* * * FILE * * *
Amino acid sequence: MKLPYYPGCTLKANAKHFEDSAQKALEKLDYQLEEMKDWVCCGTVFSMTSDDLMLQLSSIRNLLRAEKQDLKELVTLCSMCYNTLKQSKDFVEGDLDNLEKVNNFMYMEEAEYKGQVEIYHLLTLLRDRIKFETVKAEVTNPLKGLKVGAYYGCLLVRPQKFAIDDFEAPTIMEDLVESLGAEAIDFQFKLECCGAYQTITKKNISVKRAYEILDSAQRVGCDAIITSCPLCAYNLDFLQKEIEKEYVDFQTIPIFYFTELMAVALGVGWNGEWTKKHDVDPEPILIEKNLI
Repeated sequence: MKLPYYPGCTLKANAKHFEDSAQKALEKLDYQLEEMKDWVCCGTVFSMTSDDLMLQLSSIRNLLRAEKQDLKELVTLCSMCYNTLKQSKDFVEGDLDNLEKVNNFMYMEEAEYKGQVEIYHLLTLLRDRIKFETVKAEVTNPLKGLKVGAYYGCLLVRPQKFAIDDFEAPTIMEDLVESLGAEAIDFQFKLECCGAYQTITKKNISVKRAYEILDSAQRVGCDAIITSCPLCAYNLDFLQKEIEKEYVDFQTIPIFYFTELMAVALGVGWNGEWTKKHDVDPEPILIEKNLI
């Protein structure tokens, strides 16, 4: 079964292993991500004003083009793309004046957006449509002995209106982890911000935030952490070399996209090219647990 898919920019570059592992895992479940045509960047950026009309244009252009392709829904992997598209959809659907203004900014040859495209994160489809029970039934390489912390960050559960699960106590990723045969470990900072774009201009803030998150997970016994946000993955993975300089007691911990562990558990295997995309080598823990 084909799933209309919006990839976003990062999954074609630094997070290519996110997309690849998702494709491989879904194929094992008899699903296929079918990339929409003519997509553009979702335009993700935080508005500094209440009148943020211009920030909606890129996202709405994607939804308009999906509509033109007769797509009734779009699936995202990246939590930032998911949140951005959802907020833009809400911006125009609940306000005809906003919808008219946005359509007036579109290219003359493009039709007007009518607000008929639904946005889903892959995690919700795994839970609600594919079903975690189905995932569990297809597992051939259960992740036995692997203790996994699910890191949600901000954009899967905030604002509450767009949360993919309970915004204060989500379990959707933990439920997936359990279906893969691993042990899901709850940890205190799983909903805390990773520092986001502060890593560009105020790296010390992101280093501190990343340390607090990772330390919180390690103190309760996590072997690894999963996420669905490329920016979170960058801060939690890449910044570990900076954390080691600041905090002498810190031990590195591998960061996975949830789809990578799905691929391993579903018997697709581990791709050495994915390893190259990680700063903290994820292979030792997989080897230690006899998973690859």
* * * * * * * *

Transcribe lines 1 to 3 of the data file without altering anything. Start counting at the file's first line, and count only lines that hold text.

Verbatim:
Amino acid sequence: MKLPYYPGCTLKANAKHFEDSAQKALEKLDYQLEEMKDWVCCGTVFSMTSDDLMLQLSSIRNLLRAEKQDLKELVTLCSMCYNTLKQSKDFVEGDLDNLEKVNNFMYMEEAEYKGQVEIYHLLTLLRDRIKFETVKAEVTNPLKGLKVGAYYGCLLVRPQKFAIDDFEAPTIMEDLVESLGAEAIDFQFKLECCGAYQTITKKNISVKRAYEILDSAQRVGCDAIITSCPLCAYNLDFLQKEIEKEYVDFQTIPIFYFTELMAVALGVGWNGEWTKKHDVDPEPILIEKNLI
Repeated sequence: MKLPYYPGCTLKANAKHFEDSAQKALEKLDYQLEEMKDWVCCGTVFSMTSDDLMLQLSSIRNLLRAEKQDLKELVTLCSMCYNTLKQSKDFVEGDLDNLEKVNNFMYMEEAEYKGQVEIYHLLTLLRDRIKFETVKAEVTNPLKGLKVGAYYGCLLVRPQKFAIDDFEAPTIMEDLVESLGAEAIDFQFKLECCGAYQTITKKNISVKRAYEILDSAQRVGCDAIITSCPLCAYNLDFLQKEIEKEYVDFQTIPIFYFTELMAVALGVGWNGEWTKKHDVDPEPILIEKNLI
């Protein structure tokens, strides 16, 4: 079964292993991500004003083009793309004046957006449509002995209106982890911000935030952490070399996209090219647990 898919920019570059592992895992479940045509960047950026009309244009252009392709829904992997598209959809659907203004900014040859495209994160489809029970039934390489912390960050559960699960106590990723045969470990900072774009201009803030998150997970016994946000993955993975300089007691911990562990558990295997995309080598823990 084909799933209309919006990839976003990062999954074609630094997070290519996110997309690849998702494709491989879904194929094992008899699903296929079918990339929409003519997509553009979702335009993700935080508005500094209440009148943020211009920030909606890129996202709405994607939804308009999906509509033109007769797509009734779009699936995202990246939590930032998911949140951005959802907020833009809400911006125009609940306000005809906003919808008219946005359509007036579109290219003359493009039709007007009518607000008929639904946005889903892959995690919700795994839970609600594919079903975690189905995932569990297809597992051939259960992740036995692997203790996994699910890191949600901000954009899967905030604002509450767009949360993919309970915004204060989500379990959707933990439920997936359990279906893969691993042990899901709850940890205190799983909903805390990773520092986001502060890593560009105020790296010390992101280093501190990343340390607090990772330390919180390690103190309760996590072997690894999963996420669905490329920016979170960058801060939690890449910044570990900076954390080691600041905090002498810190031990590195591998960061996975949830789809990578799905691929391993579903018997697709581990791709050495994915390893190259990680700063903290994820292979030792997989080897230690006899998973690859």